Jesus was being rejected by His own. And the darkness was like a physical manifestation of that rejection, revealing the true spiritual condition of the nation of Israel. John goes on to describe how the Jews had developed a love affair with darkness, the visible manifestation of sin.
And this is the judgment: the light has come into the world, and people loved the darkness rather than the light because their works were evil. For everyone who does wicked things hates the light and does not come to the light, lest his works should be exposed. – John 3:19-20 ESV
Matthew goes on to record that after the three hours of stifling darkness had passed, Jesus broke the silence by shouting, “My God, my God, why have you forsaken me?” (Matthew 27:46 ESV). Jesus was taking on the sins of mankind, bearing the full brunt of God’s righteous indignation and just judgment. And in doing so, He found Himself separated from His heavenly Father for the first time in all eternity. Jesus bore God’s indictment against the sins of the world and the wrath of a holy God was poured out on Him. As Paul so eloquently put it: “For our sake he [God] made him [Jesus] to be sin who knew no sin, so that in him we might become the righteousness of God” (2 Corinthians 5:21 ESV).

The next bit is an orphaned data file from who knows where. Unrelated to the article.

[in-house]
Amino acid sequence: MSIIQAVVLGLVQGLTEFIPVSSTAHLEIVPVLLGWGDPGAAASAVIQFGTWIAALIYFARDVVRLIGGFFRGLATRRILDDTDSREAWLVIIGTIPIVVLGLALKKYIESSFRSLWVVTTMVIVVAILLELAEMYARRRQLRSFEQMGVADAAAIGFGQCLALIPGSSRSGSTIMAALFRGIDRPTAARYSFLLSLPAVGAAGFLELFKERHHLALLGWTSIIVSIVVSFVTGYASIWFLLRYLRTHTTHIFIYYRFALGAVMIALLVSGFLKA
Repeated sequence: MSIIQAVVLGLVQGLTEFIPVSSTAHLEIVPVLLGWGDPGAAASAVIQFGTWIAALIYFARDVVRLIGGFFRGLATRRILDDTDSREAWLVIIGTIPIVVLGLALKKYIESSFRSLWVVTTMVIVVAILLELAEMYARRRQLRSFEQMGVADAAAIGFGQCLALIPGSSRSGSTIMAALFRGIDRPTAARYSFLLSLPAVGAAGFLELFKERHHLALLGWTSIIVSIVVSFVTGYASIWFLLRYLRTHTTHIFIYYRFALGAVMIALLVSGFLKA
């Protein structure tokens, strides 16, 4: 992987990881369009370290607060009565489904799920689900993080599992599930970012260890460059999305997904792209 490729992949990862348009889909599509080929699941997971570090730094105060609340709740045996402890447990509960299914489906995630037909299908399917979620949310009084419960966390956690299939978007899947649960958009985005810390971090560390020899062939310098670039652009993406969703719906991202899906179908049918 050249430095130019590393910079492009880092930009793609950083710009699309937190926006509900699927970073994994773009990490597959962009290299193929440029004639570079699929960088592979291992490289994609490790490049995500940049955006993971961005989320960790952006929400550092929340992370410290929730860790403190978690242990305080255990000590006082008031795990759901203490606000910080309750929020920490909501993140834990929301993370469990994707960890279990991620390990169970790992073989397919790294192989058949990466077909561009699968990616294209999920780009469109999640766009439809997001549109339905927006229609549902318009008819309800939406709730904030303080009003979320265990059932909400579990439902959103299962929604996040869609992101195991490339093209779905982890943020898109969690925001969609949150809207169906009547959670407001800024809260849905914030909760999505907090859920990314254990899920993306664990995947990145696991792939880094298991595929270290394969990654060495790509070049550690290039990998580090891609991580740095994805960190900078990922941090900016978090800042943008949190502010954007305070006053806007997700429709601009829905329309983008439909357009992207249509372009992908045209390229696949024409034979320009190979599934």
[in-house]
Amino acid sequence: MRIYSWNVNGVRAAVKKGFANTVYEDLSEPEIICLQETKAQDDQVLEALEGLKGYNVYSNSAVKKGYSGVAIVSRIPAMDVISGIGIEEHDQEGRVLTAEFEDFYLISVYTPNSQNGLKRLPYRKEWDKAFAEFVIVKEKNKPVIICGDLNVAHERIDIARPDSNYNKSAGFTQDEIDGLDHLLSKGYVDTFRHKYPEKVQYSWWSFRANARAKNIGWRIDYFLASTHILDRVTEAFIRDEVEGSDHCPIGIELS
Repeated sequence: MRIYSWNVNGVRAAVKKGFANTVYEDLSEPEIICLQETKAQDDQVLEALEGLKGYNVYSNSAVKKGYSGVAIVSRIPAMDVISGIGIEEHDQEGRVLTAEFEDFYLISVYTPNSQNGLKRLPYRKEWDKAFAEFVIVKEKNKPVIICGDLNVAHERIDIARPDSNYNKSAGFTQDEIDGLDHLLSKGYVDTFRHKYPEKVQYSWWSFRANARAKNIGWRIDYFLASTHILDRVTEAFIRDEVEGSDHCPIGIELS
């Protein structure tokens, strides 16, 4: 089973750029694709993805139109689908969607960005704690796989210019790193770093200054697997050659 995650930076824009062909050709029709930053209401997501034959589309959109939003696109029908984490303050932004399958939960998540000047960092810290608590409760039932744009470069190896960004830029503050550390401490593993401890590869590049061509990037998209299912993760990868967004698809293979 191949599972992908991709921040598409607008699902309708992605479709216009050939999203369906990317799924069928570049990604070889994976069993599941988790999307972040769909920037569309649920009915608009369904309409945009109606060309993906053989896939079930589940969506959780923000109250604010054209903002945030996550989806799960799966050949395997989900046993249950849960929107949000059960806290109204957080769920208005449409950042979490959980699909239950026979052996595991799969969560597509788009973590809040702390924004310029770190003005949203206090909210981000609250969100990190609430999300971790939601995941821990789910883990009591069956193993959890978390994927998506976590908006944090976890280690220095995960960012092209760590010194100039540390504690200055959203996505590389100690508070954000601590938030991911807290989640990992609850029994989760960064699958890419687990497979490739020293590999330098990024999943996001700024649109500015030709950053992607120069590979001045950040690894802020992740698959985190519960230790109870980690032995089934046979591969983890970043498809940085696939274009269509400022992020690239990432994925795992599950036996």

At that moment, as He hung on the cross, Jesus found Himself alone. He had been forsaken and abandoned by all. Even His heavenly and holy Father had to turn away His divine countenance as His Son took on the sin burden of humanity. God was obligated by His holiness and righteousness to render a just judgment against sin. The wages of sin His wrath on sinHis own Son the righteous wrath He was obligated by His holiness to dispense. The wages of sin is death (John 6:23), and “without the shedding of blood there is no forgiveness of sins” (Hebrews 9:22 ESV). God was offering His own Son as payment for the sins of men.